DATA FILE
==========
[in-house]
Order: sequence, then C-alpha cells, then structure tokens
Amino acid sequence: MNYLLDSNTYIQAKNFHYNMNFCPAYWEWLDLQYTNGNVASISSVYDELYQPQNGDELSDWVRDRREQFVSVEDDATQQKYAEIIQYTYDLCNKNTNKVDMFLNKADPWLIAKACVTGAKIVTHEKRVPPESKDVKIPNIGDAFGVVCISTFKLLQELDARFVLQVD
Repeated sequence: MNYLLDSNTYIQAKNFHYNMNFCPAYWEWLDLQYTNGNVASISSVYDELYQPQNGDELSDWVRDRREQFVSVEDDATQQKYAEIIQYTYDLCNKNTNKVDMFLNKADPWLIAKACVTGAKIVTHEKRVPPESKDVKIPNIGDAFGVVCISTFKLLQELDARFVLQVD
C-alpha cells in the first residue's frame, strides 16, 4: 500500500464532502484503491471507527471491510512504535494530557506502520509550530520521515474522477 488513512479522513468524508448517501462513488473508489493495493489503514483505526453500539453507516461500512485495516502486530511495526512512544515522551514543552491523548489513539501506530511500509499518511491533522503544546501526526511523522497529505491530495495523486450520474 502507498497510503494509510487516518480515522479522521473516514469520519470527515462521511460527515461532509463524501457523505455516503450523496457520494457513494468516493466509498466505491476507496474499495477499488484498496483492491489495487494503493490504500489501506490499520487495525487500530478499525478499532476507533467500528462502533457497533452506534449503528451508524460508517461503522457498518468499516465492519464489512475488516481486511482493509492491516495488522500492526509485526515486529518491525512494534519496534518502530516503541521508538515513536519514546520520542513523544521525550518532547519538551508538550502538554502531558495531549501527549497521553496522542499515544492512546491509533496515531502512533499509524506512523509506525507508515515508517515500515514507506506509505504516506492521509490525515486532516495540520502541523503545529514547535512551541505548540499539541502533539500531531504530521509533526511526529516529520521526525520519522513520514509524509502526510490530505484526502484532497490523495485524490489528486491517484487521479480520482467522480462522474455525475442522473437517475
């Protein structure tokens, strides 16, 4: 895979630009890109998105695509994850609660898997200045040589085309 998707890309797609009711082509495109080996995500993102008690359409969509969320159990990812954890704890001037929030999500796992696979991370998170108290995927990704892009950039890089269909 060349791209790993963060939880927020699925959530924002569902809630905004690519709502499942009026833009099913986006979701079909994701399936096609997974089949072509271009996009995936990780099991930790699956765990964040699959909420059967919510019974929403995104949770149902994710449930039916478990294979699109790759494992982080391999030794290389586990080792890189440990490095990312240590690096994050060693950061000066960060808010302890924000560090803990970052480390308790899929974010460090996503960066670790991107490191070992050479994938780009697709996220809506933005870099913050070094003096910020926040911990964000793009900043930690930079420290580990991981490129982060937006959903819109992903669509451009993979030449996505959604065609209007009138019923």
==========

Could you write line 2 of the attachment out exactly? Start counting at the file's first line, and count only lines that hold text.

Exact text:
Order: sequence, then C-alpha cells, then structure tokens